“Never let a crisis go to waste. And what I mean by that is an opportunity to do things you think you could not do before.” Rahm Emanuel
A crisis like war has provided us with many such opportunities of doing things we thought we couldn’t do before: One of them being induction of the fair sex for combatant duties. In fact, many nations started inducting women in their armed forces or Auxiliary arms in non-combatant roles too as an aftermath of wars. For India, it started in 1942 with the British rulers recruiting Indians: able-bodied men and women to participate in the world wars on behalf of their armed forces.
The evolution: the skirted soldiers
Women who are known for their compassion and motherly instincts were inducted in their non-combatant “nursing role” long back in 1888, during the British Raj in India. This role was further extended as women were found to be good at housekeeping and filing and maintaining records.
So we saw the British government formed an Auxiliary Corps with female Indian and Anglo-Indian volunteers to contribute to the cause of war in May 1942. Following the trends prevalent in the armed forces of allied countries; they were mainly engaged in medical and non-medical roles, such as stenos, typists, switchboard operators and drivers. These skirted soldiers went where ever the British Army went. Nearly 350 British Indian Army nurses died or were declared missing in action and, worse still some of them were considered to be taken prisoners of war. Two names that caught attention for their distinguished service in totally different fields were: Noor Inayat Khan, who worked as a spy and was awarded George Cross and Second Officer Kalyani Sen who served in the Royal Indian Navy during the Second World War.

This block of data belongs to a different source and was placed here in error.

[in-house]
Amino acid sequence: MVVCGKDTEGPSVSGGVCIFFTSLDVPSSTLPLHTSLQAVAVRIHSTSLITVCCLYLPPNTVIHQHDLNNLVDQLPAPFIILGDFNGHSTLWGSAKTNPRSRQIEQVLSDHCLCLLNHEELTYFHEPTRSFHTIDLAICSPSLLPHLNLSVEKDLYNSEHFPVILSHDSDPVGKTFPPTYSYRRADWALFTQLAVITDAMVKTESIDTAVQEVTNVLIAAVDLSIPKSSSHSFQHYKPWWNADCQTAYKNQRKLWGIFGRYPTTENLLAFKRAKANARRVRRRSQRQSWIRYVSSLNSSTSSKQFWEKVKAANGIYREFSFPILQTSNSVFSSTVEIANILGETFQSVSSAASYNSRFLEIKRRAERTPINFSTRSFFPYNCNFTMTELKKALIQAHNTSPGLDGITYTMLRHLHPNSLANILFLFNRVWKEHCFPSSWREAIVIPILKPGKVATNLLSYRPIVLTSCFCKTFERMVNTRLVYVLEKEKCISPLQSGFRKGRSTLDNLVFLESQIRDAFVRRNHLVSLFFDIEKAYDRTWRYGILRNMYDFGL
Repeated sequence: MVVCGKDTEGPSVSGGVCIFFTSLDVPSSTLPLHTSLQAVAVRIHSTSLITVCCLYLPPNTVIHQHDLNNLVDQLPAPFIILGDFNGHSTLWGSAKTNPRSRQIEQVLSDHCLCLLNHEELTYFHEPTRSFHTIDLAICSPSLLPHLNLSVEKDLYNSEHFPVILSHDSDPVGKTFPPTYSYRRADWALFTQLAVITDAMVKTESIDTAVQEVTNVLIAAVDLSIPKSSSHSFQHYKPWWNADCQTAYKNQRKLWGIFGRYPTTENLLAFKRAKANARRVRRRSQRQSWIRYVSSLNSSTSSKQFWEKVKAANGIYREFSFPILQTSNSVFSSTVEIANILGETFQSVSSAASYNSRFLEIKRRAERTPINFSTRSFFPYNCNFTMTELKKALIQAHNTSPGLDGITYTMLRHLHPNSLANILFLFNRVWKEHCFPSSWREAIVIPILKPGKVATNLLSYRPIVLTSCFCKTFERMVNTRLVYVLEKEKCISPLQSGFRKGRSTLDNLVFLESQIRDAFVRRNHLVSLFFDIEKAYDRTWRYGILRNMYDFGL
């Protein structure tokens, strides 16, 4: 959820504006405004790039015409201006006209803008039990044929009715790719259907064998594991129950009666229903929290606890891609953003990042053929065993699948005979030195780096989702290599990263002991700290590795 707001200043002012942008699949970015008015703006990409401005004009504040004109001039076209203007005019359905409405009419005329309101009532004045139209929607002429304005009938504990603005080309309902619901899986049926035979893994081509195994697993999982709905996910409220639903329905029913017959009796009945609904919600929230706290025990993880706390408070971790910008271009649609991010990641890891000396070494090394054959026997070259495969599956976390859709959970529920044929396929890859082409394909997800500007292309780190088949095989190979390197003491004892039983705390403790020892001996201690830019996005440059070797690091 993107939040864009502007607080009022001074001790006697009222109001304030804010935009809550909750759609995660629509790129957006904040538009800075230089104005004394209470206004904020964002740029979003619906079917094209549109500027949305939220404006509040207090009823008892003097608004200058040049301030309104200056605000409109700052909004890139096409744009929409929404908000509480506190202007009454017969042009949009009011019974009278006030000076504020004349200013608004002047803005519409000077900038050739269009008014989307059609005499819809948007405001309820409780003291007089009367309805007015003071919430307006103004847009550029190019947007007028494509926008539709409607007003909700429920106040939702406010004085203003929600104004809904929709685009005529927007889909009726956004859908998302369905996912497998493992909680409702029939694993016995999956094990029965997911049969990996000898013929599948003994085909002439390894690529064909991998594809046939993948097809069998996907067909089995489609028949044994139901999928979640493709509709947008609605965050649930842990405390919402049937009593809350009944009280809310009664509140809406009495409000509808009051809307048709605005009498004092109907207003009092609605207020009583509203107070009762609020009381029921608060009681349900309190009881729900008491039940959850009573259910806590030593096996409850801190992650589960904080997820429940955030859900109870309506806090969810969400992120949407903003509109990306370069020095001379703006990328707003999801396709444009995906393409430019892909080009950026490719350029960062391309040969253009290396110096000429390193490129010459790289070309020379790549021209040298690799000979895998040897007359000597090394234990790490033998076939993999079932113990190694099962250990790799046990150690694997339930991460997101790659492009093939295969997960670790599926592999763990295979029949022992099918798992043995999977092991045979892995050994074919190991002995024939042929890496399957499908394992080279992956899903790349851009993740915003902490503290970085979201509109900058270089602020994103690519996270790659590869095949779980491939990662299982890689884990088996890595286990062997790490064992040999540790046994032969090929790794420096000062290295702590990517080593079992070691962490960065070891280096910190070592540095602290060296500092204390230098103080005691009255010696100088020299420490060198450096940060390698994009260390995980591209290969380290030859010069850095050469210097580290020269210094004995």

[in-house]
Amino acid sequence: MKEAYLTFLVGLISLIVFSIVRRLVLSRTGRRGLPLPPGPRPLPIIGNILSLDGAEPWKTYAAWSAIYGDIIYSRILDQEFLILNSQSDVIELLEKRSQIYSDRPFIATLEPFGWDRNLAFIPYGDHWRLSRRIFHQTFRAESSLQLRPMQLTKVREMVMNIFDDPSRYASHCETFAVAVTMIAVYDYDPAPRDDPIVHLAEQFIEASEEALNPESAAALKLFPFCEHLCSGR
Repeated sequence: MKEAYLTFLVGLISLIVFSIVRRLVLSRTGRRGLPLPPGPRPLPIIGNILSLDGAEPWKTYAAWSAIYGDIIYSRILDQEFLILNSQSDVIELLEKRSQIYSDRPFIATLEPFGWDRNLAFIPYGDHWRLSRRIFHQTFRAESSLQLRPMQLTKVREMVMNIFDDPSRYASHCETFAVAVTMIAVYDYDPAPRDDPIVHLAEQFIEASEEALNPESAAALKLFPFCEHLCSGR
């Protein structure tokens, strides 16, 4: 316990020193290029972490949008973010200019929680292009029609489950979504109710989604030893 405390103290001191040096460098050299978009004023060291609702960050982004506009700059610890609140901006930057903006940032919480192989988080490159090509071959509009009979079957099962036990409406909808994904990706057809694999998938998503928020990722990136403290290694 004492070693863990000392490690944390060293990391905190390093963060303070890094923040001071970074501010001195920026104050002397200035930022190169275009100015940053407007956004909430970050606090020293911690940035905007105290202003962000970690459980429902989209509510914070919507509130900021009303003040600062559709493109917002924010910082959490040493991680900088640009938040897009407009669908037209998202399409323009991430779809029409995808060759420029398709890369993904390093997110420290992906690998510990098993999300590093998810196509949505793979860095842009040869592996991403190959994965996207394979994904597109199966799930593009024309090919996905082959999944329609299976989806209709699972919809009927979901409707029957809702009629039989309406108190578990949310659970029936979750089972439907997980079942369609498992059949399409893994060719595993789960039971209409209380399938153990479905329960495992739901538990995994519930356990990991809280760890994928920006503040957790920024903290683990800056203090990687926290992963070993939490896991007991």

The Queens in Khaki
An year later, that is around 1943, India saw the birth of another Regiment which is now part of our glorious Freedom Struggle formed by Netaji Subhash Chandra Bose. In 1943, Netaji called his fellow sisters from Indian Diaspora to join the first ever all women infantry regiment: Rani Jhansi Regiment. Although they did not contribute to the military achievements of the INA but neither were they an ornament nor skirted.
They shunned the sari as well as the skirts and donned smart khaki shirts and trousers as their uniforms. They were trained for firing and long route marches on foot. Isolation and their familial duties could not chain their ambition of living in a free India as some of them encountered some heavy bombings and air-raids by the British forces in Myanmar and other places outside India.
It must have been difficult for them while they tried to serve their country living within the stereotyped pre-independence Indian society. Although Mahatma Gandhi went on to admit at a public rally held in Mumbai and I quote ” So long as women in India do not take equal part with men in the affairs of the world, and in religious and political matters, we shall not see India’s star rising.”, there would have been occasions when they would have faced discriminatory behaviour from their male peers. Some would have called them disturbing elements in a totally male-dominated patriarchal environment but not Netaji. He was very proud of their existence and wanted them to break all the stereotypes associated with their sexuality.
Breaking the Stereotypes